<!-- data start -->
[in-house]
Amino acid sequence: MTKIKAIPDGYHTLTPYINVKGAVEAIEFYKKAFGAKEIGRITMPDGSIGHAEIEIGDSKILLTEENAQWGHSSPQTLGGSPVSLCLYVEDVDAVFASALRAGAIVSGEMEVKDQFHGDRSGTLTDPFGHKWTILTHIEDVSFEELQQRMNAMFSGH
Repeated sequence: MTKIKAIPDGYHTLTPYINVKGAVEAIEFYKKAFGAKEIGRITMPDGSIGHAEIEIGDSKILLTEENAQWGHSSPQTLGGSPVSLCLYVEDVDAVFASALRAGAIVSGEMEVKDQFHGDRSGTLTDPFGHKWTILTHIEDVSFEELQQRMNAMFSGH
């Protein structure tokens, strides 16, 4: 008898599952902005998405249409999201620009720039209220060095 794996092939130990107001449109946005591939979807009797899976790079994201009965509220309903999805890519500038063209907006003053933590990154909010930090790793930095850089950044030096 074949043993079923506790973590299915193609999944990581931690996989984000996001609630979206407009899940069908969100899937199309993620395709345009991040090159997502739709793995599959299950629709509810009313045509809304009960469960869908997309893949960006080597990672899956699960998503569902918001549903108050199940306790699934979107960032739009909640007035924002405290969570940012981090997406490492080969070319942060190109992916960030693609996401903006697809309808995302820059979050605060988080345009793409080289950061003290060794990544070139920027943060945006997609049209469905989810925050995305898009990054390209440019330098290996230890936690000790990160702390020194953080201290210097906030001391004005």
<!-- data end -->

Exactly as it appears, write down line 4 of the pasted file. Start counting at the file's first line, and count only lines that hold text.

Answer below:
């Protein structure tokens, strides 16, 4: 008898599952902005998405249409999201620009720039209220060095 794996092939130990107001449109946005591939979807009797899976790079994201009965509220309903999805890519500038063209907006003053933590990154909010930090790793930095850089950044030096 074949043993079923506790973590299915193609999944990581931690996989984000996001609630979206407009899940069908969100899937199309993620395709345009991040090159997502739709793995599959299950629709509810009313045509809304009960469960869908997309893949960006080597990672899956699960998503569902918001549903108050199940306790699934979107960032739009909640007035924002405290969570940012981090997406490492080969070319942060190109992916960030693609996401903006697809309808995302820059979050605060988080345009793409080289950061003290060794990544070139920027943060945006997609049209469905989810925050995305898009990054390209440019330098290996230890936690000790990160702390020194953080201290210097906030001391004005």